At the core of the debate between liberals and conservatives is a dispute over whose policies are better for economic growth, and particularly for the middle class. A new study by Bryan Dettrey and Harvey D. Palmer suggests one way to test this question -- by examining how economic growth differs under Republican and Democratic presidencies. Their finding might not be too surprising: Under Republicans, growth boosts the stock market, while under Democrats, it reduces unemployment.
The two academics examine how economic growth is distributed over time. Their data are expansive, covering the 60-year period from January 1951 to December 2010. They find that once economic growth increases above 1 percent a year -- and it does so over most of the period they studied -- "the average level of unemployment is significantly higher under Republican administrations."
As the above charts (from their paper) show, with either a one- or two-year lag, Democrats reduce unemployment dramatically during periods of GDP growth compared to Republicans. Some of this effect has to do with inflation rates (as a I note below), but the authors note another key difference: They argue that Republican policies (for instance, massive tax cuts for the rich and cuts to capital gains) incentivize corporations to use money to compensate CEOs or distribute to shareholders, rather than invest in workers and jobs.
Dettrey and Palmer are not the first academics to raise these points. In a 2004 paper, Larry Bartels showed that "Democratic presidents have produced slightly more income growth for poor families than for rich families." He updated that analysis earlier this year and found the same result. One reason he cites is the minimum wage: Its real value increased 16 cents a year under Democrats, but decreased by 6 cents a year under Republicans. Aseminal study by Douglas Hibbs found that "the unemployment rate was driven downward by Democratic and Labor administrations and upward by Republican and Conservative governments." In another study, Alan Blinder and Mark Watson found that the economy grows faster under Democrats, but couldn't determine why. It could be that the safety net boosts entrepreneurship by making Americans feel more economically secure (and willing to take risks).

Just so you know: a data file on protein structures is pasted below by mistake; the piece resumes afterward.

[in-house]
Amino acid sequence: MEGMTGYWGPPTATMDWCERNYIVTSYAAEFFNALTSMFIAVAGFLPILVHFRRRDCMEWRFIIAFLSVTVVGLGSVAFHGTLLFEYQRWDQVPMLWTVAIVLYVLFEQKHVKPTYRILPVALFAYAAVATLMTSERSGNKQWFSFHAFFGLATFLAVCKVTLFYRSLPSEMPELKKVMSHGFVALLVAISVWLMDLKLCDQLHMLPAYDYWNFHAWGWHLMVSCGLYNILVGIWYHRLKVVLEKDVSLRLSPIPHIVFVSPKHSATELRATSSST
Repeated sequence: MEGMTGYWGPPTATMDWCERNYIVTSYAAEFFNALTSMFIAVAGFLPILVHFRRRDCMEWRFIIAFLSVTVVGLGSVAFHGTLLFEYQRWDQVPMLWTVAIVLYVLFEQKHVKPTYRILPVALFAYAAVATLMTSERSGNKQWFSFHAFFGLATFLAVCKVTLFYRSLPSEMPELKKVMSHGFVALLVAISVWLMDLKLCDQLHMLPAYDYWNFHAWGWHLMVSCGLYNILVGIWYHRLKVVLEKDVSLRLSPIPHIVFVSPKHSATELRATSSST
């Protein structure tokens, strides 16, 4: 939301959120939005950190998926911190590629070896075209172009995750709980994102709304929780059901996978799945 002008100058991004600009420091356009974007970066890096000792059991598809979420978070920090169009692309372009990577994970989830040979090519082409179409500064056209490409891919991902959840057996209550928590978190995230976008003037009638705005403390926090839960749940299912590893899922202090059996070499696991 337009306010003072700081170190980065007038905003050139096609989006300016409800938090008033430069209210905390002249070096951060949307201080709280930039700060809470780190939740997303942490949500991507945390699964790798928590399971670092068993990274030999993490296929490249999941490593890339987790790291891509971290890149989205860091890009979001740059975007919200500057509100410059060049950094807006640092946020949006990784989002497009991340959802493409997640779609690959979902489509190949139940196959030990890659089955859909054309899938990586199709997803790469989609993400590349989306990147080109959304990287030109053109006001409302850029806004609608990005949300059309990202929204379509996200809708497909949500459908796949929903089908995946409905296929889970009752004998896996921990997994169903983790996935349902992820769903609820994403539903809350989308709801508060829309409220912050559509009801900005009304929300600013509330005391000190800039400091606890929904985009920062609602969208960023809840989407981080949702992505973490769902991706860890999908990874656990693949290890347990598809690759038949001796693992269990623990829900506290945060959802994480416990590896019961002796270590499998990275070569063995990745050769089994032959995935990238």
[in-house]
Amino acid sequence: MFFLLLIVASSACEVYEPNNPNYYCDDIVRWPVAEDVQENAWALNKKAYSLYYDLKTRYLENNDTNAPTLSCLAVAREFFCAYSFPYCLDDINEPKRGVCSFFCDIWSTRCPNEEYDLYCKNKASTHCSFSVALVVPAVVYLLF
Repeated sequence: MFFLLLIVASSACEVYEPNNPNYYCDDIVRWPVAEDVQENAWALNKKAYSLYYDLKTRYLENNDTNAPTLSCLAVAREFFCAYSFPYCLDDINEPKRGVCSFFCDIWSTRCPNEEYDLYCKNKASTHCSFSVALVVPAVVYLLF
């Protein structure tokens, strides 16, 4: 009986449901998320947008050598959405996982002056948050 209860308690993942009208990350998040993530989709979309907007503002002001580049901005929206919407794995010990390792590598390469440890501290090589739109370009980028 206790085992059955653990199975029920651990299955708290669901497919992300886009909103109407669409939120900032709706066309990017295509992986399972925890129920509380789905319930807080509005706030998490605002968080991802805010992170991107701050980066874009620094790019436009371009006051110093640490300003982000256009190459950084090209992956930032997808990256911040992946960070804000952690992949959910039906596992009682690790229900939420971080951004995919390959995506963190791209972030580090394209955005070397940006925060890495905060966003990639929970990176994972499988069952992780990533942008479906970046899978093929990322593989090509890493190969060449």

There is also an increasingly large body of research on differing government policies at the state level. Christopher Witko and Nathan Kelly note that "since the Republican takeover of Congress in 1995, the states have played a more important role in shaping the income distribution," and, consequently, in driving income inequality. In another paper, Elizabeth Rigby and Megan Hatch identify three major policies that states can pursue to slow the income growth of the 1 percent. In particular, they find that "policies played a significant role in shaping income inequality in the states." If states had adopted more liberal policies, Rigby and Hatch suggest, the increase in inequality (as measured by the Gini Coefficient) would have been 60 percent smaller -- and the share going to the top 1 percent would have been halved.
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Overall, Hatch and Rigby find that conservative policies tend to exacerbate inequality, while liberal policies tend to reduce it. Rigby tells me that the "more redistribution" scenario can be considered the "liberal" scenario, and "less redistribution" the "conservative" scenario, although Democrats don't always line up perfectly behind liberal policies. Kelly and Witko concur: "We observe that when unions are stronger and left party governments are in power at either the federal or state level we see lower levels of inequality." Numerous other studies surveyed by Anne Case and Timothy Besley suggestthat Democrats boost government spending, particularly on workers' compensation and Medicaid (see pages 44 and 45).